Bryan Smith is even more prodigal in his approach to the basketball, shooting .379/.316/.519 on his way to 10.2/2.6/1.5 and an A:TO under one thanks to 1.8 turnovers per game. Despite hitting barely a third of his shots, he's still only four behind Frazier in field goal attempts on the year. He's also from Brooklyn and is a freshman, so he still has time to grow. Though he's not without talent, there's a long learning curve between where he is and any sort of efficiency as a college basketball player. Even Smith pales in comparison to Devon McMillan though. A 5'10" freshman guard, he shoots a staggering .299/.107/.634 on his way to 9.1/2.8/3.1 with 1.6 steals per game. Don't let that assist number fool you into thinking he's a ball handler though; he averages four turnovers per game.
That is really the crux of the problems with Fordham's offense: they simply don't get enough out of their possessions. They turn the ball over almost a quarter of their trips down the court, they take bad shots, and they can't get to the line. Frazier gets 1.09 points per shot, Smith gets 1.06, and McMillan gets 1.01. Even leading scorer Chris Gaston only gets 1.13. For comparison's sake, Dee Davis is the worst of the Xavier players averaging 15 minutes with 1.05 PPS. Travis Taylor's 1.23 would lead Fordham, and Tu Holloway's 1.66 blows them all out of the water. Until Pecora can figure out how to get his team to hold onto the ball and make better decisions with it, they'll continue to get inconsistent results.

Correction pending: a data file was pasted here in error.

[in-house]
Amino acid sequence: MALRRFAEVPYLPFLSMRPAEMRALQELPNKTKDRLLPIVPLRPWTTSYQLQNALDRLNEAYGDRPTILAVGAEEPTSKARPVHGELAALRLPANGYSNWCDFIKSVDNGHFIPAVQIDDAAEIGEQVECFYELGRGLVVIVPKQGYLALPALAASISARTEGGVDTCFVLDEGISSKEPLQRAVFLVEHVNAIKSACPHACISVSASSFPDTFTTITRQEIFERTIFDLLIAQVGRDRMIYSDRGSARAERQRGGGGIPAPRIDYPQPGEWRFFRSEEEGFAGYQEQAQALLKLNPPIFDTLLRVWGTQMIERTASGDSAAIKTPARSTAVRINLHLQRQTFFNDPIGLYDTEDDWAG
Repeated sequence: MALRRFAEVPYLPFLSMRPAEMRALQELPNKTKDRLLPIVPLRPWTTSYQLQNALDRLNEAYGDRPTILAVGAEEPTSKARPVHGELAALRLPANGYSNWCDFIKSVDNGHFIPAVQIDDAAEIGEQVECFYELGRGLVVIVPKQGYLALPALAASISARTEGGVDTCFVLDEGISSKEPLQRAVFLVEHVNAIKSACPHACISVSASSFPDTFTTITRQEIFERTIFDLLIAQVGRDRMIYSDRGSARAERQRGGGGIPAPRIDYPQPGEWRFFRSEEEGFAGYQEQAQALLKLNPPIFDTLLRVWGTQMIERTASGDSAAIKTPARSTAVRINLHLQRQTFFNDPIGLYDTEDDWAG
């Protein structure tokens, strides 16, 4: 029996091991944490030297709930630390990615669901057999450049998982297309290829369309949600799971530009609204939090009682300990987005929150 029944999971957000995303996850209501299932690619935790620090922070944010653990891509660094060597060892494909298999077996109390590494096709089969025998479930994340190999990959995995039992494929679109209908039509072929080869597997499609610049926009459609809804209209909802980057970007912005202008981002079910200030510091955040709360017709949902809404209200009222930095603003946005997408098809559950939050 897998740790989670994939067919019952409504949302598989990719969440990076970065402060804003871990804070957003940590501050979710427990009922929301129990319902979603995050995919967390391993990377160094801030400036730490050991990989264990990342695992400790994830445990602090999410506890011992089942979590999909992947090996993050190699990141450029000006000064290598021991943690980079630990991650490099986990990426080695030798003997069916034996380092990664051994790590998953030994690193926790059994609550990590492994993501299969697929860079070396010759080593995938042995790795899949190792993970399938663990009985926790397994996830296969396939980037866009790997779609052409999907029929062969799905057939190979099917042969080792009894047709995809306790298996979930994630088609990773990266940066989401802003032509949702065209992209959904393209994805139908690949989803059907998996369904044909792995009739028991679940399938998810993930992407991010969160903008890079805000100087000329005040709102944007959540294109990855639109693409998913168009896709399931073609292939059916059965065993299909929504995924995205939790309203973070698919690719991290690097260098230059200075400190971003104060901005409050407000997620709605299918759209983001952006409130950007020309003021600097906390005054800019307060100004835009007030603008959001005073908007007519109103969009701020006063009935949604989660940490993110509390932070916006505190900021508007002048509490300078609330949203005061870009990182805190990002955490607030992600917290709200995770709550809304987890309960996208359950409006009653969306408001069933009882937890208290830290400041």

-What did Travis Taylor and Justin Martin do? Martin was a DNP/CD last time out in a game that was begging for his skill set, and Travis Martin got four minutes while watching Jeff Robinson run up and down the court in his position. Coach Mack has repeatedly stated that the guys who bring it the hardest in practice - especially on defense - are going to be the ones with their warm-ups off come game day. It stands to reason, then, that Mack may have been making a point during the LaSalle game. If he was, I really hope those two guys read it loud and clear. For X to salvage this season, they need the quality depth those two players promised at the beginning of the season.
-Can Big Kenny put together a whole game? The blueprint for Xavier basketball involving Kenny Frease this year has been frustratingly consistent. The Muskies force the ball in to Frease early on, and he usually responds with some quick baskets. About five minutes into the game, his supply is cut off for whatever reason. Then he takes a break around the under 12 media timeout. By the time he returns to the game, the early promise has been scuttled and he ends up posting something like 10 and 5 on 5-11 shooting. If Xavier can consistently feature the big man, he might retain the flow of the game through both halves. His presence down low would go a long way towards taking the pressure of an offense that has increasingly seemed to consist of Tu and Cheeks looking for opportunities to take over.